Ukraine on Friday has reported a total of 7,647 confirmed COVID-19 cases with 193 deaths, the country's health ministry said.

In the past 24 hours, 477 people have tested positive for COVID-19, while 505 patients have recovered. Currently, a total of 2,489 coronavirus patients are hospitalized, including 109 children and 244 health workers. Among them, 103 people, including one child, are using ventilators.


The Eastern European country of Moldova reported 184 new cases of COVID-19 infection and four new deaths over the past 24 hours, raising the total confirmed cases to 3,110 and 84 dead, fresh figures showed on Friday.

According to Health, Labor and Social Protection Minister Viorica Dumbraveanu, 857 tests have been processed over the last 24 hours and 184 received positive results. Among the new infections, one was an imported case from Russia, while the rest were local transmissions.

Meanwhile, 755 recoveries were reported, while 212 others were in serious or critical condition.


Cypriot Health Ministry announced one more coronavirus death and nine new cases on Friday, raising the death toll to 19 and total cases to 804.

According to the Nicosia scientific director of state health services (Okypy) Marios Loizou, the mortality is 2.2 percent of all patients and 1.9 per 100,000 people.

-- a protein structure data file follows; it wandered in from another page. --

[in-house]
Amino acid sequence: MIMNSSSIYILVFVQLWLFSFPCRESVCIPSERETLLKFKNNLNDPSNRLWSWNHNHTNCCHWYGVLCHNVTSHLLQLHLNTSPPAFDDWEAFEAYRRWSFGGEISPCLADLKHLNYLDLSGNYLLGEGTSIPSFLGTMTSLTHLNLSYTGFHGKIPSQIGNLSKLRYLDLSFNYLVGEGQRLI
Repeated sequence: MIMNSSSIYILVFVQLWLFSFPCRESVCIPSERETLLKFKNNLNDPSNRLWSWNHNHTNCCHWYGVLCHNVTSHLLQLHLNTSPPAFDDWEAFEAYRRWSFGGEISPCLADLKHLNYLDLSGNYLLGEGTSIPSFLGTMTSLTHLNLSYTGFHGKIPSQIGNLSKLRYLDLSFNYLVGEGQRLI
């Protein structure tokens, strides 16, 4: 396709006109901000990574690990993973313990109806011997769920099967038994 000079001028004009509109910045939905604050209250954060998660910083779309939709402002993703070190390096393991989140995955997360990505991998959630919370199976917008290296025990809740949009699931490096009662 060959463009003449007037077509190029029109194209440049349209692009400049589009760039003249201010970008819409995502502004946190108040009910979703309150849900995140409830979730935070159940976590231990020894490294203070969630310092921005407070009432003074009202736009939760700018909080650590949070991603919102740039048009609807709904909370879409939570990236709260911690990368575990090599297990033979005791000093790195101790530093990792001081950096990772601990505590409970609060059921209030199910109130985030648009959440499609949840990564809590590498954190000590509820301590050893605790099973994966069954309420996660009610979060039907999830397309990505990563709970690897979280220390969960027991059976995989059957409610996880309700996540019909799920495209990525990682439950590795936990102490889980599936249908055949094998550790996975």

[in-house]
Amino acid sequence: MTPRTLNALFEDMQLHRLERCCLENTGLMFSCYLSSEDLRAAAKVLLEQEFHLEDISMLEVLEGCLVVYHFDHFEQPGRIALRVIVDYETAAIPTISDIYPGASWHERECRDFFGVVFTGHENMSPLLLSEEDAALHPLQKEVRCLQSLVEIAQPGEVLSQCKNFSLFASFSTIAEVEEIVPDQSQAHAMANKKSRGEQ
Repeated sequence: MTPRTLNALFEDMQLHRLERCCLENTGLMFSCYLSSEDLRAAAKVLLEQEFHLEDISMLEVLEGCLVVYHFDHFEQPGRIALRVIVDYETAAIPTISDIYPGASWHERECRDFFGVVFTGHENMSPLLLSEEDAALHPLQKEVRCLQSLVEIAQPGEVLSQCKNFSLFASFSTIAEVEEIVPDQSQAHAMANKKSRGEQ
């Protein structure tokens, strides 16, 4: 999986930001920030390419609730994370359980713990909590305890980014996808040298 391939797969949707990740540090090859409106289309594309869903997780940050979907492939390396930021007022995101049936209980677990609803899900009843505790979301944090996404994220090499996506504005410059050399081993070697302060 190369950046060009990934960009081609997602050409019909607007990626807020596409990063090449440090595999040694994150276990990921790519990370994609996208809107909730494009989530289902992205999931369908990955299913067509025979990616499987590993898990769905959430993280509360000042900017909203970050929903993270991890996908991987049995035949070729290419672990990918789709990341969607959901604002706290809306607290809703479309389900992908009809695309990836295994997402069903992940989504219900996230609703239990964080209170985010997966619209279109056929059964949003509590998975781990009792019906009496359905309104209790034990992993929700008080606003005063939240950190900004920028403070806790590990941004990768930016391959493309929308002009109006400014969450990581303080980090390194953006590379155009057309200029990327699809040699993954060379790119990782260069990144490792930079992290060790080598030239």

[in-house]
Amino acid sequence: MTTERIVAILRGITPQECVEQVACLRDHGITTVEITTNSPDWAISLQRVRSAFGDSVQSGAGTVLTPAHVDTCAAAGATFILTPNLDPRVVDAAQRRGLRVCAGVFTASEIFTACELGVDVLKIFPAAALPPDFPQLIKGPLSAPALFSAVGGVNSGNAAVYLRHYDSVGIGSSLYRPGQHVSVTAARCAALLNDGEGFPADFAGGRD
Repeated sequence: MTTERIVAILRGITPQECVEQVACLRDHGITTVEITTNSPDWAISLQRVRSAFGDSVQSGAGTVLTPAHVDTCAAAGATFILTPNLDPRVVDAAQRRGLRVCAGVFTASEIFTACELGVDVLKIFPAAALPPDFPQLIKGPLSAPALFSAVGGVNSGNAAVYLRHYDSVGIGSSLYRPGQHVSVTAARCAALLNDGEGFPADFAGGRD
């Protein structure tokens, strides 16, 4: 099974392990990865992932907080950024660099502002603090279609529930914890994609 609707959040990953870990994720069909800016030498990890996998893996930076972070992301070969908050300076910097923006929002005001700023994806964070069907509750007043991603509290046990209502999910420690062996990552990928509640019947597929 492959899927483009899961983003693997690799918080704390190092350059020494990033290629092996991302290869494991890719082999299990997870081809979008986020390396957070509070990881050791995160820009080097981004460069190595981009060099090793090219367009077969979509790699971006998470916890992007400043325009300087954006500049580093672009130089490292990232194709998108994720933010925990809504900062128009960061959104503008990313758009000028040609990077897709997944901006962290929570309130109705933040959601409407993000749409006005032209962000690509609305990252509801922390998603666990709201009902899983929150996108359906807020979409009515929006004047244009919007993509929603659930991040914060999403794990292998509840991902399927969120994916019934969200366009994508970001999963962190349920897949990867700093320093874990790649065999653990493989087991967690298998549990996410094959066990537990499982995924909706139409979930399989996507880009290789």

Belarus expects an increase in the number of COVID-19 cases, the country's deputy health minister said Friday.

Belarus will carry out 100,000 rapid tests for COVID-19 in the near future, which could lead to a larger number of registered cases, Elena Bogdan said at a press briefing.

Taking into account peculiarities of the epidemic -- as many as 80-87 percent of the people infected with COVID-19 show no symptoms or mild symptoms -- Belarus is setting out to detect as many cases as possible, she said.


Brazil has registered 357 coronavirus deaths in the last 24 hours, the Health Ministry said on Friday, taking the death toll to at least 3,670 as confirmed cases rose to nearly 53,000.